SPD C-13 (i) When entering into a fee agreement with a client, a Practitioner must explain to the client that (a) the client shall be personally responsible for payment of the Practitioner’s legal fees and expenses in full, regardless of any order for costs made against the opposing party, and (b) that even if the client wins, the opposing party may not be ordered to pay the full amount of the client’s own legal fees and expenses, and may not be capable of paying what has been ordered.
SPD C-13 (ii) When entering into a fee agreement with a client, a Practitioner must inform the client in writing of the basis upon which fees for his professional services will be charged and the manner in which it is expected that those fees and disbursements, if any, shall be paid by the client.
SPD C-15 (i) Any knowledge acquired by a Practitioner whilst acting for a former client is confidential and cannot be disclosed without that client’s consent. However, a Practitioner is under a duty to his present client to inform him of all matters which are material to his case. Consequently, a Practitioner in possession of knowledge concerning his former client which is, or might be relevant, is put in an impossible position and so cannot act against that client.
Part E – General Duties
SPD E-17 (i) Except when making a formal application to the Court, a Practitioner must not discuss a case with a judge save in the presence of the Practitioner for the other party.
SPD E-17 (ii) If a written communication is to be made to the judge at any time, the Practitioner should at the same time deliver a copy of it to the opposing Practitioner or to the opposing party if it is not legally represented.
SPD E-17 (iii) A Practitioner must not make or offer to make payments to a witness which are contingent upon the nature of the evidence given or upon the outcome of a case. However:
(a) payment of reasonable expenses and reasonable compensation for loss of time attending Court may be paid to witnesses. In the case of an expert witness, there is an implied obligation to pay a reasonable fee;
(b) a Practitioner, on his client’s instructions, may insert advertisements for witnesses to come forward to testify as to a particular occurrence.
SPD E-17 (iv) A Practitioner shall not interview or discuss with a witness, whom the Practitioner has called, his evidence or the evidence of the other witnesses while such witness is under cross-examination. This shall not prevent the Practitioner from communicating with his client or principal client representative (while the latter is giving evidence) for any purpose necessary for the proper management of the matter.
SPD E-17 (v) A Practitioner may interview and take statements from any witness or prospective witness at any stage in the proceedings, whether or not that witness has been interviewed or called as a witness by another party to the proceedings except that, if the Practitioner is aware that the witness has been called or issued a subpoena to appear in Court by the other party to the proceedings, he shall inform the Practitioner of the other party of his intention to interview or take statements from the witness. If such awareness only occurs during the witness interview, the Practitioner shall immediately after such interview inform the Practitioner for the other party of such interview.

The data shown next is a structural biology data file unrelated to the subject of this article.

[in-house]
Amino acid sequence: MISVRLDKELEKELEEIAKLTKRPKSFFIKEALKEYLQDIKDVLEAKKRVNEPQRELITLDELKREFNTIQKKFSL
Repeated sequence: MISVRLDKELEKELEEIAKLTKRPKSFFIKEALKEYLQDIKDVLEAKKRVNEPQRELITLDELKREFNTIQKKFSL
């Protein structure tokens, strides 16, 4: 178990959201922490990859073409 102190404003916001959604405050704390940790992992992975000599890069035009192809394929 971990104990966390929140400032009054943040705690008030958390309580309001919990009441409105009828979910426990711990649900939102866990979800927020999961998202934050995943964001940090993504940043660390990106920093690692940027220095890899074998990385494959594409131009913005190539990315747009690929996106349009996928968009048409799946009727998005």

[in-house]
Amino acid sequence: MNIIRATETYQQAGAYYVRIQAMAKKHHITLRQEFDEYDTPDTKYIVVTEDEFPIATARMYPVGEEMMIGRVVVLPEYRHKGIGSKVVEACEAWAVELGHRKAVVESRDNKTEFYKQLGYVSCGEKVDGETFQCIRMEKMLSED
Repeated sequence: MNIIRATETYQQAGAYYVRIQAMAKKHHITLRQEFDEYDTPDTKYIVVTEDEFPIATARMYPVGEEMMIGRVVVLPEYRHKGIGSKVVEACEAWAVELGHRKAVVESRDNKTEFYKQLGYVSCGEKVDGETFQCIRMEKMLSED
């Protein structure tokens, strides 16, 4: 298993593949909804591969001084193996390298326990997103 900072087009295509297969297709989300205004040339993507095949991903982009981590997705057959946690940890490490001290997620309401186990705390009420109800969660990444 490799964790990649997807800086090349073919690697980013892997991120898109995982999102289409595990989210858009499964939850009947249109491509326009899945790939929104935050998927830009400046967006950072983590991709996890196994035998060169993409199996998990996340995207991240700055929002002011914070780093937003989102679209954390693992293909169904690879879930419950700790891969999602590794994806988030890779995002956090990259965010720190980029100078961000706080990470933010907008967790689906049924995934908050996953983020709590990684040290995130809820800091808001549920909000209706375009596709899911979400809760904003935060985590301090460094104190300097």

SPD E-17 (vi) A Practitioner who gives a statement to the press must ensure that he does not become in contempt of Court by publishing any statement which is calculated to interfere with a fair trial of a case which has not been concluded.
SPD E-17 (vii) A Practitioner shall not call a witness whose evidence he knows to be untrue.
SPD E-17 (viii) A Practitioner shall not engage in conduct involving dishonesty, fraud, deceit, or deliberate misrepresentation.
SPD E-17 (ix) A Practitioner shall not knowingly assist his client to disobey an order or direction of the Court.
SPD E -17 (x) A Practitioner must comply with any order of the Court requiring him to do or refrain from doing something; equally, a Practitioner is bound to honour his undertakings given to the Court.
SPD E-17 (xi) When conducting proceedings in the Court a Practitioner:
(a) shall be personally responsible for the conduct and presentation of his case and shall exercise personal judgment upon the substance and purpose of statements made and questions asked;
(b) shall not express his personal opinion of his client’s rights or liabilities or allow his personal feelings to affect his professional assessment of the facts or the law or to affect his duty to the Court;
(c) shall bring any procedural irregularity to the attention of the Court during the hearing and not reserve such matter to be raised on appeal or in setting aside proceedings; or
(d) shall not suggest that a witness or other person is guilty of any crime, fraud or misconduct or attribute to another person the conduct of which his client is accused unless such allegations go to a matter in issue (including the credibility of the witness) which is material to his client’s case and which appear to him to be supported by reasonable grounds.
SPD E-17 (xii) A Practitioner shall not contrive facts which will assist his client’s case or draft any originating process, pleading, affidavit, witness statement or notice or grounds of appeal containing:
(a) any statement of fact or contention (as the case may be) which is not supported by his client’s instructions or by other reasonably credible material;
(b) any allegation of fraud or criminal behavior unless he has clear instructions to make such allegation and has before him reasonably credible material which as it stands establishes a prima facie case of fraud or criminal behaviour; or